Confession & Repentance

Confession is a part of community life that too often goes overlooked, because it is often associated with public shame. Yet there is little more restorative to the human soul than being known and accepted in our weakness. The word for confession used in the New Testament, homologeō, means “to say the same.” In confession we are saying the same thing God does—about our failures, yes, but also about ourselves. We acknowledge the error and brokeness of our ways, but we also confess that we are new in Christ, loved by God, and meant for abudant life. It is leaving off this second part of confession that makes it seem often dreary.

Confession goes hand in hand with repentance, a word used in the Gospels to mean “look again!” Repentance precipitates a change in behavior by giving us a glimpse of a truer, better reality into which we can choose to live. We say the same as God in confession; we envision God’s love enabling us to grow in repentance.

This practice is intended for use in a community marked by safety, trust and maturity. These matters are delicate and must be handled with the same kind of love with which God has loved us. 

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Generally we think that a life of discipline must mean drudgery, painful practices and boring, empty motions. But this is not so! Spiritual practices are a way of experiencing the truth of the Gospel—that God is good, forgiving, present, and has done everything needed to secure our joy in Him forever! An approach to spiritual practices that does not give birth to joy is empty and entirely unbiblical.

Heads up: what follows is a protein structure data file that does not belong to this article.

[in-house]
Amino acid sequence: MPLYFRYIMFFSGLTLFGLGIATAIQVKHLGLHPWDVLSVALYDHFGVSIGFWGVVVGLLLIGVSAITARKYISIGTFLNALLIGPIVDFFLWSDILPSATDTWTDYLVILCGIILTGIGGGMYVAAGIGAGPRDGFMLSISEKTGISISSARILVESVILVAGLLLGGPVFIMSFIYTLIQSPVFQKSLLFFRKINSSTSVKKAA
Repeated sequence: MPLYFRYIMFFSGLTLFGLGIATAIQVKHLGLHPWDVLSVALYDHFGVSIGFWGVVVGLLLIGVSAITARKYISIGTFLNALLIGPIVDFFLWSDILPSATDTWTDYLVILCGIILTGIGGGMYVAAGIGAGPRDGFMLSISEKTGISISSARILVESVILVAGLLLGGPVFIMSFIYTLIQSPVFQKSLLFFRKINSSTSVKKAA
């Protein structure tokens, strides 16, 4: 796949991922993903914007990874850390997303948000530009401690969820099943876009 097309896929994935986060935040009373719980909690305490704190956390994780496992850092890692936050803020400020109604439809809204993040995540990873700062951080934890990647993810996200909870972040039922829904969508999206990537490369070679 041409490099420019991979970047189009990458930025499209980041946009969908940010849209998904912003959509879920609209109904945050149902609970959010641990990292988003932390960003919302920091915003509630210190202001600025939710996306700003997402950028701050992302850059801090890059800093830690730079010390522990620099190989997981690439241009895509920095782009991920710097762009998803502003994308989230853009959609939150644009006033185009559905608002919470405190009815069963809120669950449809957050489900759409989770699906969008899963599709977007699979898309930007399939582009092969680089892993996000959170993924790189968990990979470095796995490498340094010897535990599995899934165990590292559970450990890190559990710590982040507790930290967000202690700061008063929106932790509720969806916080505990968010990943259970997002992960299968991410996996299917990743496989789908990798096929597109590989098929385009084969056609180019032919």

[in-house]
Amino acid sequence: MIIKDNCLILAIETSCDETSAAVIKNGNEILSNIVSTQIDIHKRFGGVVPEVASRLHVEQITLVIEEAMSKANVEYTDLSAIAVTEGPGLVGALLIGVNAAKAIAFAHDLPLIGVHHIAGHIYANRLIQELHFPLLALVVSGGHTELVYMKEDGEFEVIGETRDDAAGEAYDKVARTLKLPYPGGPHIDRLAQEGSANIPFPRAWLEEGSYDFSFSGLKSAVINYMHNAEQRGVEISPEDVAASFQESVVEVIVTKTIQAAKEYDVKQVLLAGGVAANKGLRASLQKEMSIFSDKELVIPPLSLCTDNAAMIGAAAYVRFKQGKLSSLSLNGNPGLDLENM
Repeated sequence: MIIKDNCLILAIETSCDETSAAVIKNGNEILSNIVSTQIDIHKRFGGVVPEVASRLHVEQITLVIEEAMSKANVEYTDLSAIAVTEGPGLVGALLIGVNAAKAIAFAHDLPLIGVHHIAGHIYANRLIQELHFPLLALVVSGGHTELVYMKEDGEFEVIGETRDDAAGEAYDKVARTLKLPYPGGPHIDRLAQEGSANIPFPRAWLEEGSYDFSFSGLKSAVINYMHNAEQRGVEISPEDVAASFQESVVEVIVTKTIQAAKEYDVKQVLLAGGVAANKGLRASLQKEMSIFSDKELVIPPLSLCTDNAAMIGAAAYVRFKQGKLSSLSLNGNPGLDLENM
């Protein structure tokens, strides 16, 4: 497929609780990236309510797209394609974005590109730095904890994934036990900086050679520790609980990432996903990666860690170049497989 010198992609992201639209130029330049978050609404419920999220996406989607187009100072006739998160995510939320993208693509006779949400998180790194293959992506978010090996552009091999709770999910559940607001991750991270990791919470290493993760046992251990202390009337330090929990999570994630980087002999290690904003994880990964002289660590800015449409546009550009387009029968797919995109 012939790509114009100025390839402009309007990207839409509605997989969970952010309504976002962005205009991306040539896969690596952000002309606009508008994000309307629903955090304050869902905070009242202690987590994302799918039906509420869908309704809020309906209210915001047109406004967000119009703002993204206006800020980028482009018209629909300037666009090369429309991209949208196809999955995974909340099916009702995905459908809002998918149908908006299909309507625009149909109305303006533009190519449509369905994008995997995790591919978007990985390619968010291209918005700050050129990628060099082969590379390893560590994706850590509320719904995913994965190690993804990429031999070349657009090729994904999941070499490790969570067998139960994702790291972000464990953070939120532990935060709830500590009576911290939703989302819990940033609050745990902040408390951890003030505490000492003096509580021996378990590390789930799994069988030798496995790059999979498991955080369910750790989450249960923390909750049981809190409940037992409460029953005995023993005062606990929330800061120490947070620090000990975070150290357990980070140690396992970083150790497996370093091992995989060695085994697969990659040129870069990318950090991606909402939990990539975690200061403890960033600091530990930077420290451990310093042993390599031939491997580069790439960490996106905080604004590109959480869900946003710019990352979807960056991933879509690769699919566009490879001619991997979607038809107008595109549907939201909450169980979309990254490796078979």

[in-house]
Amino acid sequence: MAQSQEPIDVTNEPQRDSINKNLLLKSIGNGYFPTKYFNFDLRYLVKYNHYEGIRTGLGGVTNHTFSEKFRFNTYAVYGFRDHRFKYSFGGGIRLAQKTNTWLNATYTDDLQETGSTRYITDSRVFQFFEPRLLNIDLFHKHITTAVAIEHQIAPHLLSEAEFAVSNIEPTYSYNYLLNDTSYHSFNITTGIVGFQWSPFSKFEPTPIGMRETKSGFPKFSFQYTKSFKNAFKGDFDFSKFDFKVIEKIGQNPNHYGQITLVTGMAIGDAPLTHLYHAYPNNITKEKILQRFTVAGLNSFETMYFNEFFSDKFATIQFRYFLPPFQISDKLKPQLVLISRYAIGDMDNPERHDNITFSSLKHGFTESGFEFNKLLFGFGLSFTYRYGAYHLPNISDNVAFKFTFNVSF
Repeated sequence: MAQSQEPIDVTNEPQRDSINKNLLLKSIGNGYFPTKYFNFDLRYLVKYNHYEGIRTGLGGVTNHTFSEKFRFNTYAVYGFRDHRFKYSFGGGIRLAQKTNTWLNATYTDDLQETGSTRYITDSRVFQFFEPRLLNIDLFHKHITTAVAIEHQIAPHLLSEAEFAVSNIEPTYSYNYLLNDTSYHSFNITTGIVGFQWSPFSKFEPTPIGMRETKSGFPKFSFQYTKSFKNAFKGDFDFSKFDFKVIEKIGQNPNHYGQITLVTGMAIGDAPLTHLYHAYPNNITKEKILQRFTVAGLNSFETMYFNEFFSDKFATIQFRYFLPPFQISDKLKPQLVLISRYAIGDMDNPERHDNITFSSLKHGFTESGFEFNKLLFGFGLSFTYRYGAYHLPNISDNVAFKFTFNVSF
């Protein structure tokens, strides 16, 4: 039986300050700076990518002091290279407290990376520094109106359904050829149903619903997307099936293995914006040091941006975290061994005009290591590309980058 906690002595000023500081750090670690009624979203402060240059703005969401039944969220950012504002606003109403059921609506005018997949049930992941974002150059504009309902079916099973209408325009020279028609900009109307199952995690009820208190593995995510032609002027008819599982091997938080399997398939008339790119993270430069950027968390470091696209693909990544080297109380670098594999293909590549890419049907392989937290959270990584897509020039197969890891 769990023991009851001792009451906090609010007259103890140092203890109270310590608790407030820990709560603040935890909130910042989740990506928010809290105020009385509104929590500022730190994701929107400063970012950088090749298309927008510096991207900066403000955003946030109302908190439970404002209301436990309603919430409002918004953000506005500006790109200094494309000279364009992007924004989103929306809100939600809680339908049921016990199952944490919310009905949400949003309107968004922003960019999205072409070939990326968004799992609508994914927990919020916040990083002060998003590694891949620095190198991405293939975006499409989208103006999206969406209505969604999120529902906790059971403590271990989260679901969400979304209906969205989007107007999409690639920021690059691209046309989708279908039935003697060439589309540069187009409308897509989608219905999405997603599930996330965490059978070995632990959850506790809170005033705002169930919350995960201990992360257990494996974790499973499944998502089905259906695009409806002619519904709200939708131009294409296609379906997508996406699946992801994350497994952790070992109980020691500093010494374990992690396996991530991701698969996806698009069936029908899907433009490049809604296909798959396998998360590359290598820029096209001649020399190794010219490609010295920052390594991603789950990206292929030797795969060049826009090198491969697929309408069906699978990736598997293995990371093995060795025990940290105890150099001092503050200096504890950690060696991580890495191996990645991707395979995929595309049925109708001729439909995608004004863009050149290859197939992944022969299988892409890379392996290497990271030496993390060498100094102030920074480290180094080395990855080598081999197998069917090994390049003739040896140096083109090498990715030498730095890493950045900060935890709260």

Celebration is a central practice of the Christian life because we have very, very much to rejoice in! God is constantly providing good things for us, both magnificent and simple. Relationships, sunrises, birdsongs, forgiveness, coffee, careers, friends—all come from the hand of God!

Celebration is a very serious practice. It is not a superficial time for having fun “just because.” It is the intentional pursuit of a deep recognition of God’s goodness, through meaningful, weighty expression of joy. That’s not easy! It takes thought, care, planning, time. But intentional celebration gives us a deep sense of God’s goodness. 

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Welcoming the Stranger

The Bible makes clear that God’s heart is with the outcast, the marginalized, the alien and stranger. He calls us to be with them as well, to make room in our lives for those who have no place to rest. This practice has been central to Christians throughout Church history because of Jesus’ promise in Matthew 25 that, when we feed the hungry and care for the needy, we are caring directly for Him. This practice, then, is a way of welcoming Jesus into our midst as we welcome those He loves.

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